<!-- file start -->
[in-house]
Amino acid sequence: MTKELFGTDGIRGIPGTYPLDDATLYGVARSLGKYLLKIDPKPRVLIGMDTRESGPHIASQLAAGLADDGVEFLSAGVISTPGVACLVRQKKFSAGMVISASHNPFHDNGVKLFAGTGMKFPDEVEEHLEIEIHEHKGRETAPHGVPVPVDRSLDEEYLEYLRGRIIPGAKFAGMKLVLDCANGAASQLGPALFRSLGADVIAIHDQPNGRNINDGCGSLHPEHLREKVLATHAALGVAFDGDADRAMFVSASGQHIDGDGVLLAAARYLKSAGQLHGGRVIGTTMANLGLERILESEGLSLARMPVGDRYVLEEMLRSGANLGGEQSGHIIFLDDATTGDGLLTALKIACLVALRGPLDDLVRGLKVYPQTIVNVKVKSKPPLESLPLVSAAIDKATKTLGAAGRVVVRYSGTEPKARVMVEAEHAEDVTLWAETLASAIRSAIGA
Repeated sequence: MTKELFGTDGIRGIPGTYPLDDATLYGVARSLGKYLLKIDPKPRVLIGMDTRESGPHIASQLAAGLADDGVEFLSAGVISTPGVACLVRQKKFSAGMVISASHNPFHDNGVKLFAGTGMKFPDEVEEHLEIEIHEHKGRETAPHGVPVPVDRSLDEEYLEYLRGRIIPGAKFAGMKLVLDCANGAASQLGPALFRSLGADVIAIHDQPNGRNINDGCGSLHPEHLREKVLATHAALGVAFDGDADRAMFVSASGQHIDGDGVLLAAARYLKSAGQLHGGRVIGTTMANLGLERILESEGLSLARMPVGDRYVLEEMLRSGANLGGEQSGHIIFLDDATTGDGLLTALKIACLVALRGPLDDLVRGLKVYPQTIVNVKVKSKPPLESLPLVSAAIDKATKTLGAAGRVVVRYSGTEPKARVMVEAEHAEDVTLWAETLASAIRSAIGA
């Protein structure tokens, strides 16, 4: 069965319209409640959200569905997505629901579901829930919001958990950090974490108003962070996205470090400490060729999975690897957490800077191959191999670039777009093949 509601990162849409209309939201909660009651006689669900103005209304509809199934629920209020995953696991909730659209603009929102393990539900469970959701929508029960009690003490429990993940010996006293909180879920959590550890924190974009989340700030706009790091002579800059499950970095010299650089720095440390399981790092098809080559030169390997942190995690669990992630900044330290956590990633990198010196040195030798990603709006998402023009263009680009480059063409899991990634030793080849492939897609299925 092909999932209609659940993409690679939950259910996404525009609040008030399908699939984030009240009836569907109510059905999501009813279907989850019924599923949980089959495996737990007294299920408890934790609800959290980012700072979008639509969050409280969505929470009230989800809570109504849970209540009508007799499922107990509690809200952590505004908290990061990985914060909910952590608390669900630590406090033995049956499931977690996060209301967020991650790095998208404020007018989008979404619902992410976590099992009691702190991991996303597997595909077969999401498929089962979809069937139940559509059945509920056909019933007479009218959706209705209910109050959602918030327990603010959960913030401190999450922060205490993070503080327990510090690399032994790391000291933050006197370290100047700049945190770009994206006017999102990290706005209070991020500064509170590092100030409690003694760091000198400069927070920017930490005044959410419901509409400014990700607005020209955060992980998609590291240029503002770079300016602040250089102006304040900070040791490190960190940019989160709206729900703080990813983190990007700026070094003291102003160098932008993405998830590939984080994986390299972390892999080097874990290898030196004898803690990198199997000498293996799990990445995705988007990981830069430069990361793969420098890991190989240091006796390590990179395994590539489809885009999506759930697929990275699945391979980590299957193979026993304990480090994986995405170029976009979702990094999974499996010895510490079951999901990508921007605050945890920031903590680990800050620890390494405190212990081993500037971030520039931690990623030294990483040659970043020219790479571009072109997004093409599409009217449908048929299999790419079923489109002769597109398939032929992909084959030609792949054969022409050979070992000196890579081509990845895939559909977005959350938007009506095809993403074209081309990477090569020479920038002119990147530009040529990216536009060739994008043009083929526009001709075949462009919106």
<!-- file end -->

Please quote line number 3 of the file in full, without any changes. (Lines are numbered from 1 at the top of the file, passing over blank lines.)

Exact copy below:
Repeated sequence: MTKELFGTDGIRGIPGTYPLDDATLYGVARSLGKYLLKIDPKPRVLIGMDTRESGPHIASQLAAGLADDGVEFLSAGVISTPGVACLVRQKKFSAGMVISASHNPFHDNGVKLFAGTGMKFPDEVEEHLEIEIHEHKGRETAPHGVPVPVDRSLDEEYLEYLRGRIIPGAKFAGMKLVLDCANGAASQLGPALFRSLGADVIAIHDQPNGRNINDGCGSLHPEHLREKVLATHAALGVAFDGDADRAMFVSASGQHIDGDGVLLAAARYLKSAGQLHGGRVIGTTMANLGLERILESEGLSLARMPVGDRYVLEEMLRSGANLGGEQSGHIIFLDDATTGDGLLTALKIACLVALRGPLDDLVRGLKVYPQTIVNVKVKSKPPLESLPLVSAAIDKATKTLGAAGRVVVRYSGTEPKARVMVEAEHAEDVTLWAETLASAIRSAIGA